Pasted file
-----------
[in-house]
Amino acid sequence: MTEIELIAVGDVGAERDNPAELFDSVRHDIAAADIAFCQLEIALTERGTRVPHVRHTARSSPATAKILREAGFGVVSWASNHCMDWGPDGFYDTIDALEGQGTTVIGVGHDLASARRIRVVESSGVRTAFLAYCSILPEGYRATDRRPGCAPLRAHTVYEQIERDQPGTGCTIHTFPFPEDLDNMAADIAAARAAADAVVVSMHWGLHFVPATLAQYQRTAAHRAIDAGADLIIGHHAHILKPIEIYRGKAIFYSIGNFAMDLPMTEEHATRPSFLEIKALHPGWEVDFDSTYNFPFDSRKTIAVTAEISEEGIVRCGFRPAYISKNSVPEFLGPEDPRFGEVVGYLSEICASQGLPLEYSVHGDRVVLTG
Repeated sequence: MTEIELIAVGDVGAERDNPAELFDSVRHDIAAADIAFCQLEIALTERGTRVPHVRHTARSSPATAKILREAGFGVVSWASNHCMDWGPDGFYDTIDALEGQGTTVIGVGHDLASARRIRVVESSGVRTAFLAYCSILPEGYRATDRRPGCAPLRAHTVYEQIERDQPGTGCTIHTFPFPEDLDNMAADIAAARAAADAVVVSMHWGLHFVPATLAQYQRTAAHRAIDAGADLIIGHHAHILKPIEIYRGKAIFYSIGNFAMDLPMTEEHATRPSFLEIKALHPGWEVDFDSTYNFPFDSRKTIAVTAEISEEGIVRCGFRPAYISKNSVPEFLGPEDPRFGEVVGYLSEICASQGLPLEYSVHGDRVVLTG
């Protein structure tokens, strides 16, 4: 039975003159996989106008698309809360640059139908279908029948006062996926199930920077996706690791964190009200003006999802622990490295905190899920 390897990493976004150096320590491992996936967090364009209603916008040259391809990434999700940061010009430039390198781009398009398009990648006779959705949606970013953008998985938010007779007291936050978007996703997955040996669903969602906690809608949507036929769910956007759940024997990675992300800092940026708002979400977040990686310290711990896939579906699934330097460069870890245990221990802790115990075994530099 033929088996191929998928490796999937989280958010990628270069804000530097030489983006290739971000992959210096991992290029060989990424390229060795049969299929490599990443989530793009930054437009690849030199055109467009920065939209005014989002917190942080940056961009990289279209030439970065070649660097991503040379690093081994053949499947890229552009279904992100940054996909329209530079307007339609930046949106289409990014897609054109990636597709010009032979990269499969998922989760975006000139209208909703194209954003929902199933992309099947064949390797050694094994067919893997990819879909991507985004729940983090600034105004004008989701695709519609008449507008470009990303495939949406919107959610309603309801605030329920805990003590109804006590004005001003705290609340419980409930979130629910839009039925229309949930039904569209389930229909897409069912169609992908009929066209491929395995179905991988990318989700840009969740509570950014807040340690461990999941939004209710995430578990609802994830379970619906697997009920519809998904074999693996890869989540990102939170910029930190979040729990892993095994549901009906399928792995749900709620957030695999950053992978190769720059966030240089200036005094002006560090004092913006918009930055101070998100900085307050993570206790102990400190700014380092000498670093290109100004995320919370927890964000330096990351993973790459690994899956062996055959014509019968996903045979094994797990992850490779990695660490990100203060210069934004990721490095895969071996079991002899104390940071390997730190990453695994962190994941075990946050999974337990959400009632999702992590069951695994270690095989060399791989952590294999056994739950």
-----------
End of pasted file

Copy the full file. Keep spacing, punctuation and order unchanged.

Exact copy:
[in-house]
Amino acid sequence: MTEIELIAVGDVGAERDNPAELFDSVRHDIAAADIAFCQLEIALTERGTRVPHVRHTARSSPATAKILREAGFGVVSWASNHCMDWGPDGFYDTIDALEGQGTTVIGVGHDLASARRIRVVESSGVRTAFLAYCSILPEGYRATDRRPGCAPLRAHTVYEQIERDQPGTGCTIHTFPFPEDLDNMAADIAAARAAADAVVVSMHWGLHFVPATLAQYQRTAAHRAIDAGADLIIGHHAHILKPIEIYRGKAIFYSIGNFAMDLPMTEEHATRPSFLEIKALHPGWEVDFDSTYNFPFDSRKTIAVTAEISEEGIVRCGFRPAYISKNSVPEFLGPEDPRFGEVVGYLSEICASQGLPLEYSVHGDRVVLTG
Repeated sequence: MTEIELIAVGDVGAERDNPAELFDSVRHDIAAADIAFCQLEIALTERGTRVPHVRHTARSSPATAKILREAGFGVVSWASNHCMDWGPDGFYDTIDALEGQGTTVIGVGHDLASARRIRVVESSGVRTAFLAYCSILPEGYRATDRRPGCAPLRAHTVYEQIERDQPGTGCTIHTFPFPEDLDNMAADIAAARAAADAVVVSMHWGLHFVPATLAQYQRTAAHRAIDAGADLIIGHHAHILKPIEIYRGKAIFYSIGNFAMDLPMTEEHATRPSFLEIKALHPGWEVDFDSTYNFPFDSRKTIAVTAEISEEGIVRCGFRPAYISKNSVPEFLGPEDPRFGEVVGYLSEICASQGLPLEYSVHGDRVVLTG
């Protein structure tokens, strides 16, 4: 039975003159996989106008698309809360640059139908279908029948006062996926199930920077996706690791964190009200003006999802622990490295905190899920 390897990493976004150096320590491992996936967090364009209603916008040259391809990434999700940061010009430039390198781009398009398009990648006779959705949606970013953008998985938010007779007291936050978007996703997955040996669903969602906690809608949507036929769910956007759940024997990675992300800092940026708002979400977040990686310290711990896939579906699934330097460069870890245990221990802790115990075994530099 033929088996191929998928490796999937989280958010990628270069804000530097030489983006290739971000992959210096991992290029060989990424390229060795049969299929490599990443989530793009930054437009690849030199055109467009920065939209005014989002917190942080940056961009990289279209030439970065070649660097991503040379690093081994053949499947890229552009279904992100940054996909329209530079307007339609930046949106289409990014897609054109990636597709010009032979990269499969998922989760975006000139209208909703194209954003929902199933992309099947064949390797050694094994067919893997990819879909991507985004729940983090600034105004004008989701695709519609008449507008470009990303495939949406919107959610309603309801605030329920805990003590109804006590004005001003705290609340419980409930979130629910839009039925229309949930039904569209389930229909897409069912169609992908009929066209491929395995179905991988990318989700840009969740509570950014807040340690461990999941939004209710995430578990609802994830379970619906697997009920519809998904074999693996890869989540990102939170910029930190979040729990892993095994549901009906399928792995749900709620957030695999950053992978190769720059966030240089200036005094002006560090004092913006918009930055101070998100900085307050993570206790102990400190700014380092000498670093290109100004995320919370927890964000330096990351993973790459690994899956062996055959014509019968996903045979094994797990992850490779990695660490990100203060210069934004990721490095895969071996079991002899104390940071390997730190990453695994962190994941075990946050999974337990959400009632999702992590069951695994270690095989060399791989952590294999056994739950």